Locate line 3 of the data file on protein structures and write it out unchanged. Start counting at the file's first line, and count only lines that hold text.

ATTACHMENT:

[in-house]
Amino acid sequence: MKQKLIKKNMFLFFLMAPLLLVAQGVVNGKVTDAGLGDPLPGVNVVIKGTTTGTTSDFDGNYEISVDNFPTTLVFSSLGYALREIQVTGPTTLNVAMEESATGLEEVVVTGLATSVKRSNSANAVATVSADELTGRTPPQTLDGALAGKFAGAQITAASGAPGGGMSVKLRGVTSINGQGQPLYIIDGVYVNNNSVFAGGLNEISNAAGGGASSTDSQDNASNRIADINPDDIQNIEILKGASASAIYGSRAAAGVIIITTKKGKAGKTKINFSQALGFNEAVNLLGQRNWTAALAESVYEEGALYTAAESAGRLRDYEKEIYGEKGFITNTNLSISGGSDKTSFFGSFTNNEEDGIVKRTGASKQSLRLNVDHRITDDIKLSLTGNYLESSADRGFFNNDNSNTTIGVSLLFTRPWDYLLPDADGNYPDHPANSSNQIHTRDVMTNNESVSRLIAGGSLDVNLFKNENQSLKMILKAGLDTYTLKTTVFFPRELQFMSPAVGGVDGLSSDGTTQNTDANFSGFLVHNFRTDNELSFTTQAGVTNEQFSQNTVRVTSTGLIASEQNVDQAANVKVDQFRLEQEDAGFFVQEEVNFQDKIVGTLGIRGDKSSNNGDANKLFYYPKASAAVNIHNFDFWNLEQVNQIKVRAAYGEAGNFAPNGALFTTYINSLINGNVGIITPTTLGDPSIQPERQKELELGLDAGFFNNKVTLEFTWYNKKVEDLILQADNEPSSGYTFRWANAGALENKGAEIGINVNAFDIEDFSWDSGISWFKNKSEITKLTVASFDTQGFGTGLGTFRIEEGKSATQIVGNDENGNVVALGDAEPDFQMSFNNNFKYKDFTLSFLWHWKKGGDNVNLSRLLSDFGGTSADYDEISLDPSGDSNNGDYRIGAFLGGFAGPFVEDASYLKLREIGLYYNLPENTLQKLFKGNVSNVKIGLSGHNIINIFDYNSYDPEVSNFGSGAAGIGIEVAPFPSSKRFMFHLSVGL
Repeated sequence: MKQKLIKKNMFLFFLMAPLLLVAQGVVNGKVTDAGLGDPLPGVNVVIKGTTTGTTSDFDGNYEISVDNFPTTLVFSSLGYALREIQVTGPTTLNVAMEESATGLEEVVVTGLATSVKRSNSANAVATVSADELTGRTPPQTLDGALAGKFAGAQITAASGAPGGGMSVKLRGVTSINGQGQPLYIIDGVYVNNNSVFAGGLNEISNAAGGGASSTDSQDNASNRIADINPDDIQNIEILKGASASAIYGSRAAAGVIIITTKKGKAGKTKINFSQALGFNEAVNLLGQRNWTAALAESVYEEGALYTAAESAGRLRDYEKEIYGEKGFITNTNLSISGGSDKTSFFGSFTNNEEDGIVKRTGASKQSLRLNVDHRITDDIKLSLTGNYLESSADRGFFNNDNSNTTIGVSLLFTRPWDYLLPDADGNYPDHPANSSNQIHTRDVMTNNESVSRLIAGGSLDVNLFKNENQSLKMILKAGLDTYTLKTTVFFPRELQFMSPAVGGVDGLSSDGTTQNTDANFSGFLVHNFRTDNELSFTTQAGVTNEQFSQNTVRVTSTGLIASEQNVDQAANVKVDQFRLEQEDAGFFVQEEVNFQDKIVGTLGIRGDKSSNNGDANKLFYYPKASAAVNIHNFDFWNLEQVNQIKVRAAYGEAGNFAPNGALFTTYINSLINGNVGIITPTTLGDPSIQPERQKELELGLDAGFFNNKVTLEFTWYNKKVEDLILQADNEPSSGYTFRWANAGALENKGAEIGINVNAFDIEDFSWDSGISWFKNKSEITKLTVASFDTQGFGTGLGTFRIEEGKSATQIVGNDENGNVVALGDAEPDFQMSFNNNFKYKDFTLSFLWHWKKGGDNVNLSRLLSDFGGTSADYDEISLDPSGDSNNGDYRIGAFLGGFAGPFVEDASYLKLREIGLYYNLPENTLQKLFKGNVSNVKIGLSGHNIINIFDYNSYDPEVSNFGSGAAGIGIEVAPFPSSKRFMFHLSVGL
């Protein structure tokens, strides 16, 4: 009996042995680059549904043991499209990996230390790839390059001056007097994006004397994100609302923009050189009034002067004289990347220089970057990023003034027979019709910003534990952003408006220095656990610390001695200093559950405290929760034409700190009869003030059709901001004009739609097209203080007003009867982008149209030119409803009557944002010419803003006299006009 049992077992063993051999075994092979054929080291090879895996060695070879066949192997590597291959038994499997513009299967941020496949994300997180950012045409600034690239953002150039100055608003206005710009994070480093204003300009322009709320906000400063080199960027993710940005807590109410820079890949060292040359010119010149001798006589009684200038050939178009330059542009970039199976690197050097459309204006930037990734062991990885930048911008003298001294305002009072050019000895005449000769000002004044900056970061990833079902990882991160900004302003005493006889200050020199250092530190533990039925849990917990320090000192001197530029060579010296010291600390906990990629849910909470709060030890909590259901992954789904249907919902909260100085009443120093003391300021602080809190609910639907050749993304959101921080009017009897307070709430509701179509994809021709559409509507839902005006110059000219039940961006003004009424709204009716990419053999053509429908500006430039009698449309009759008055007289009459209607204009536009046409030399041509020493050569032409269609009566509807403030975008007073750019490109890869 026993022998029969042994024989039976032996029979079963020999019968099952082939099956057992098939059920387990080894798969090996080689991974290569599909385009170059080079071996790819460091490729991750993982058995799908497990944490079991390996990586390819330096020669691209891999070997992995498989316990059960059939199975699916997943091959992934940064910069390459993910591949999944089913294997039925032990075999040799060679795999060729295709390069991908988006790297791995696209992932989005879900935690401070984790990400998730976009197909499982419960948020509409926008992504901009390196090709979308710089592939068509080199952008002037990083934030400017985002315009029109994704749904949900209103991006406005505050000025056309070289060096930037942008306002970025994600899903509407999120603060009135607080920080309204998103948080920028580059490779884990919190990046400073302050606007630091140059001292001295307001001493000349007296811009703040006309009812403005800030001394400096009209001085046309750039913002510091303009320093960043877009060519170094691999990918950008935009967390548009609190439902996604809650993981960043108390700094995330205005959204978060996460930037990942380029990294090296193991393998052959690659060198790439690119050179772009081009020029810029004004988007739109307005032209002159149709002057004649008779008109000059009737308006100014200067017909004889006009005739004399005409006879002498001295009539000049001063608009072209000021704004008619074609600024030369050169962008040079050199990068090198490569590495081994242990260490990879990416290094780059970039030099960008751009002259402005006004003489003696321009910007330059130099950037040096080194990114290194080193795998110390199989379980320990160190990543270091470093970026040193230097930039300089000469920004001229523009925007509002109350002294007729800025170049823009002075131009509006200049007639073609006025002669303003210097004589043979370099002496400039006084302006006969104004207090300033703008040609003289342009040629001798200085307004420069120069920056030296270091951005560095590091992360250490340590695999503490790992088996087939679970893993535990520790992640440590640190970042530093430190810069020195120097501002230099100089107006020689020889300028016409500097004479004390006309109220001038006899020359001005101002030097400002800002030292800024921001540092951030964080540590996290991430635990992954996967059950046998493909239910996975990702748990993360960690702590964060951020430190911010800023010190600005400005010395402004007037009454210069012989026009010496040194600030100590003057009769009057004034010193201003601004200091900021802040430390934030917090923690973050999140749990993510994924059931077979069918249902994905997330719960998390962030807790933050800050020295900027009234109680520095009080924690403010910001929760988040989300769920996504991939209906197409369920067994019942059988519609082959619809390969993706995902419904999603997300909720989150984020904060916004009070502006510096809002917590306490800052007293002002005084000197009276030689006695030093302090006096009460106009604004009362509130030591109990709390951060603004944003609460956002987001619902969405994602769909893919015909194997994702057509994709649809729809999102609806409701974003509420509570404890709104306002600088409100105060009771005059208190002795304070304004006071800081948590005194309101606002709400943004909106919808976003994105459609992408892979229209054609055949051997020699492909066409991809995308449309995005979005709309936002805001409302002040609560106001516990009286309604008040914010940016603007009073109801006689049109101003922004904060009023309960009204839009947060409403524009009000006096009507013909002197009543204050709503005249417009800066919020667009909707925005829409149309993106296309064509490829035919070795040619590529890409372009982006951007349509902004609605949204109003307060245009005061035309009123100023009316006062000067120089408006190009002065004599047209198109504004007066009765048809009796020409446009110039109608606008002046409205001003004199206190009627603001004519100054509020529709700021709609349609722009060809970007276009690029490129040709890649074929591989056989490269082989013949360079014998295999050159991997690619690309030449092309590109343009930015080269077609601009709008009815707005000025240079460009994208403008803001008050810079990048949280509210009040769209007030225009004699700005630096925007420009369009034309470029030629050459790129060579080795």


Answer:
Repeated sequence: MKQKLIKKNMFLFFLMAPLLLVAQGVVNGKVTDAGLGDPLPGVNVVIKGTTTGTTSDFDGNYEISVDNFPTTLVFSSLGYALREIQVTGPTTLNVAMEESATGLEEVVVTGLATSVKRSNSANAVATVSADELTGRTPPQTLDGALAGKFAGAQITAASGAPGGGMSVKLRGVTSINGQGQPLYIIDGVYVNNNSVFAGGLNEISNAAGGGASSTDSQDNASNRIADINPDDIQNIEILKGASASAIYGSRAAAGVIIITTKKGKAGKTKINFSQALGFNEAVNLLGQRNWTAALAESVYEEGALYTAAESAGRLRDYEKEIYGEKGFITNTNLSISGGSDKTSFFGSFTNNEEDGIVKRTGASKQSLRLNVDHRITDDIKLSLTGNYLESSADRGFFNNDNSNTTIGVSLLFTRPWDYLLPDADGNYPDHPANSSNQIHTRDVMTNNESVSRLIAGGSLDVNLFKNENQSLKMILKAGLDTYTLKTTVFFPRELQFMSPAVGGVDGLSSDGTTQNTDANFSGFLVHNFRTDNELSFTTQAGVTNEQFSQNTVRVTSTGLIASEQNVDQAANVKVDQFRLEQEDAGFFVQEEVNFQDKIVGTLGIRGDKSSNNGDANKLFYYPKASAAVNIHNFDFWNLEQVNQIKVRAAYGEAGNFAPNGALFTTYINSLINGNVGIITPTTLGDPSIQPERQKELELGLDAGFFNNKVTLEFTWYNKKVEDLILQADNEPSSGYTFRWANAGALENKGAEIGINVNAFDIEDFSWDSGISWFKNKSEITKLTVASFDTQGFGTGLGTFRIEEGKSATQIVGNDENGNVVALGDAEPDFQMSFNNNFKYKDFTLSFLWHWKKGGDNVNLSRLLSDFGGTSADYDEISLDPSGDSNNGDYRIGAFLGGFAGPFVEDASYLKLREIGLYYNLPENTLQKLFKGNVSNVKIGLSGHNIINIFDYNSYDPEVSNFGSGAAGIGIEVAPFPSSKRFMFHLSVGL